There’s no doubt that the workforce is changing and as more baby boomers are reaching retirement age, this is also raising questions about how retirement is different. Traditional retirement planning might not cut it anymore, particularly if you’re not using comprehensive estate planning tools to target your goals. What is important to consider is making a written retirement plan for your financial and non-financial aspects of your life.
Establishing habits now before retirement makes things easier. While money is certainly a crucial component of your overall retirement plan, you shouldn’t be afraid to use some of the savings you’ve established to create a better life now instead of waiting until later. For example, investing in relationships and in better health can pay off in spades and cut down your overall costs in retirement.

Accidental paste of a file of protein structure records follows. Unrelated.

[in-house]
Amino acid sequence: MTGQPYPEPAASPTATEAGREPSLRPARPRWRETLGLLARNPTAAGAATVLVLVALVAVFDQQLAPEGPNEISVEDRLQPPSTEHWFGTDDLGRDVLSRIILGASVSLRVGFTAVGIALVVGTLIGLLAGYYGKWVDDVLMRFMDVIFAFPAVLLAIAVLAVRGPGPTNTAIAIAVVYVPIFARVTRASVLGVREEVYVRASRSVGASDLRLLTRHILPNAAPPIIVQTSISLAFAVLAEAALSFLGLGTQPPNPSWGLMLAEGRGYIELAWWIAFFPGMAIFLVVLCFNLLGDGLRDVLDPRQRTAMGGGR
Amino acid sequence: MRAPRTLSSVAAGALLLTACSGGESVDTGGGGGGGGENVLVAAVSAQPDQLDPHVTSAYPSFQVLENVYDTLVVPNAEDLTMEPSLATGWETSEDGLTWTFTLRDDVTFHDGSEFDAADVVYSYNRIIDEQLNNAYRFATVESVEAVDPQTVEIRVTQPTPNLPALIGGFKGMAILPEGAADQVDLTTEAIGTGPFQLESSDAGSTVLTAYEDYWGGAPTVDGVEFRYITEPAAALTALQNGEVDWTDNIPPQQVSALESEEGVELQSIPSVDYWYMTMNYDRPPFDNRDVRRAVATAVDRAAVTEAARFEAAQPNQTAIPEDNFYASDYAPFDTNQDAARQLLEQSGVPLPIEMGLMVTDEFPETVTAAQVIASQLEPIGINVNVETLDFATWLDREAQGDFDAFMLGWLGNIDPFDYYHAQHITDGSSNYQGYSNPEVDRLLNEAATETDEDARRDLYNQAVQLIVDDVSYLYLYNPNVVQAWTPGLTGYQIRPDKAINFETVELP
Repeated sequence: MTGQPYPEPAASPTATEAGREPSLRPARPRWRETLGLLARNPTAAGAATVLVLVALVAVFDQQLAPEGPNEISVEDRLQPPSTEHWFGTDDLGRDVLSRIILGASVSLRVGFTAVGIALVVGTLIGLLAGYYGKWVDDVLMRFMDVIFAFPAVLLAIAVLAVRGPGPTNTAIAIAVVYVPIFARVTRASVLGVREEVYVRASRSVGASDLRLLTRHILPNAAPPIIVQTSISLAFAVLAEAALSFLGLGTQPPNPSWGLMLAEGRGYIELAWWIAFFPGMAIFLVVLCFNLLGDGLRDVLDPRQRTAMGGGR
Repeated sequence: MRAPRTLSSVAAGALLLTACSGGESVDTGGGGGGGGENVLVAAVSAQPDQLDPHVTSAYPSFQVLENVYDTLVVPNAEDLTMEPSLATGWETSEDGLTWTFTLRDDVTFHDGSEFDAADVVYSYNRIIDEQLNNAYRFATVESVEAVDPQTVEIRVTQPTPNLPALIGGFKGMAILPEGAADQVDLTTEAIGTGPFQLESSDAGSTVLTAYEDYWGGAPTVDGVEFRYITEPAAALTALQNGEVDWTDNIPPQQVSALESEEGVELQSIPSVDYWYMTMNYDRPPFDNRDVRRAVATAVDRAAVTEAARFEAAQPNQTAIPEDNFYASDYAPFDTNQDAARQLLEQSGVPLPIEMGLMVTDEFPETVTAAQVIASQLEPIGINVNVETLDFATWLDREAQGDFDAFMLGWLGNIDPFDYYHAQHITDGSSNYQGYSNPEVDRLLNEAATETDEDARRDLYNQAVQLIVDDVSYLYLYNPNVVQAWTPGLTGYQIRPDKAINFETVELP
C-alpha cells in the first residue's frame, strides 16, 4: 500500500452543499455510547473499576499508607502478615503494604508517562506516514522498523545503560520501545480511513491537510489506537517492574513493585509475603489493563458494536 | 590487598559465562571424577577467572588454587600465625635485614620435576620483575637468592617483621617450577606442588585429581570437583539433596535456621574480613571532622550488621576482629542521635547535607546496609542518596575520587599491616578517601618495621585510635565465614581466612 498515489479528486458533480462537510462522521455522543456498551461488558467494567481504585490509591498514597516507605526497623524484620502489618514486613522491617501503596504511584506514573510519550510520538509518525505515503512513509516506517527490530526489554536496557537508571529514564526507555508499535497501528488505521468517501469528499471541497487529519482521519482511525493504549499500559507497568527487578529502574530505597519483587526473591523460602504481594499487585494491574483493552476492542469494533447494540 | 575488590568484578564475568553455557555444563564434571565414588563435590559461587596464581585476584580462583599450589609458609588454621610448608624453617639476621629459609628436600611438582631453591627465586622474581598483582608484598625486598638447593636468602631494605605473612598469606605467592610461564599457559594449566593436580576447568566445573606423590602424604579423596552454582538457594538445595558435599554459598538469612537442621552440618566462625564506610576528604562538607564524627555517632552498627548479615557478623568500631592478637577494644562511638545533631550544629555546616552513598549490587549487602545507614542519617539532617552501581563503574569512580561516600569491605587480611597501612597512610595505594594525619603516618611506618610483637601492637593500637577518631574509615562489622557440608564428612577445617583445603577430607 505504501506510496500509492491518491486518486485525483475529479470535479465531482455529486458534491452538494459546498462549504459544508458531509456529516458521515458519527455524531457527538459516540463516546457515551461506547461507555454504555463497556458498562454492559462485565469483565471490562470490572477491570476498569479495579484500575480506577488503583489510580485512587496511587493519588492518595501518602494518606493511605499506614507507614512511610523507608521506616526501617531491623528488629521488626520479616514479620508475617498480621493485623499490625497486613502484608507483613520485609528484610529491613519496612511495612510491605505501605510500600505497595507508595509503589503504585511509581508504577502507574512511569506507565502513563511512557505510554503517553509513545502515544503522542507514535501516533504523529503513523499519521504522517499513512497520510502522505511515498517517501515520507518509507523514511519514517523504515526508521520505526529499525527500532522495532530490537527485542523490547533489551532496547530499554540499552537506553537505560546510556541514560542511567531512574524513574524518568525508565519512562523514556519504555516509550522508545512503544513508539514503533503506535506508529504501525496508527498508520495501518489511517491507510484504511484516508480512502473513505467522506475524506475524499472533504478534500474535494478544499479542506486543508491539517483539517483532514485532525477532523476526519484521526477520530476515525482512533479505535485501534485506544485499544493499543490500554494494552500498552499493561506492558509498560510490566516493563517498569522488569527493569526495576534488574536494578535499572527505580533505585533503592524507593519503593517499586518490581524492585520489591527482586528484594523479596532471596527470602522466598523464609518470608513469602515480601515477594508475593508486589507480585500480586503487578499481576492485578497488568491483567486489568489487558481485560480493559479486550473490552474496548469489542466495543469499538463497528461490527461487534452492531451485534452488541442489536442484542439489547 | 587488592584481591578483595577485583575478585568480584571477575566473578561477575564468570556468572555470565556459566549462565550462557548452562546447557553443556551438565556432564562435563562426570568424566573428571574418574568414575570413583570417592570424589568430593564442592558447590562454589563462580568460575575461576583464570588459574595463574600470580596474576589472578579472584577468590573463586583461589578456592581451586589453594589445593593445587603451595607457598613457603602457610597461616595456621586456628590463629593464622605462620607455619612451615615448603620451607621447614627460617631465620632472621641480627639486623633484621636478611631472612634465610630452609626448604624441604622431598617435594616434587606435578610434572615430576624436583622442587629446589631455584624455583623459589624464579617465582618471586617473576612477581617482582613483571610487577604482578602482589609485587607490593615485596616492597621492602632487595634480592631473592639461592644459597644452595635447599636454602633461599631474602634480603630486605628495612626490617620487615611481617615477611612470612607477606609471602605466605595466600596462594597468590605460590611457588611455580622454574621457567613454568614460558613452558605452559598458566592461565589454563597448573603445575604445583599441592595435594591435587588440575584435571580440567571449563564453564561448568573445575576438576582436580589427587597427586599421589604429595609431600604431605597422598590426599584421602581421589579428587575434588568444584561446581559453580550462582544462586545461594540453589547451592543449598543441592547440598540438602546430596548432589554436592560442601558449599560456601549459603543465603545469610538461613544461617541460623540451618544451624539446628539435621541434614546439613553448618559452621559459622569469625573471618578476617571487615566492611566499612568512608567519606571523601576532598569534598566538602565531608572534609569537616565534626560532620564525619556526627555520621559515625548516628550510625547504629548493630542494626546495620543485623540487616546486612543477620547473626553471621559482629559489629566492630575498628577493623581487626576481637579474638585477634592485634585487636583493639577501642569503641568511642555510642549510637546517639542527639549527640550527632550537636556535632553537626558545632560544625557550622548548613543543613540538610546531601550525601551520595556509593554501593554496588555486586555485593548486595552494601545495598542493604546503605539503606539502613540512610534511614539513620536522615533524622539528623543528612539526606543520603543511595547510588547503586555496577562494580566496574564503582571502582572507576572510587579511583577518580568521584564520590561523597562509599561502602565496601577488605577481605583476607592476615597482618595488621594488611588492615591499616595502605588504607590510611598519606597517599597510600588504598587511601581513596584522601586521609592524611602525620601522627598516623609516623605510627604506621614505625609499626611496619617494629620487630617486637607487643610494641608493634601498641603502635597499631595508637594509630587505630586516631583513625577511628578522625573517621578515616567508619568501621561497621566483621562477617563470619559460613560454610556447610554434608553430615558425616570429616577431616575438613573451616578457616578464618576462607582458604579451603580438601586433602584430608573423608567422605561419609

Retirement is ranked 10th out of 43 total stressful events. Some people feel disoriented or overwhelmed in the first couple of years of retirement. There’s no doubt that you’ll be concerned about your life savings being gone before you are, and this is why traditional retirement planning largely focuses on the money.
However, don’t forget about non-financial retirement issues. Living longer makes many people confused because they don’t know what to do about it. Some people fear that living longer just means they are less capable for longer periods of time due to incapacitating events or cognitive issues.
Long-term care planning, brain health considerations, and life insurance are all important. Putting together a written non-financial estate plan should begin by looking at things like family beliefs, values, and traditions. This makes it a lot easier to identify the legacy that you intend to pass on to future generations with ease. Schedule a consultation with an experienced estate planning attorney in Virginia to learn more.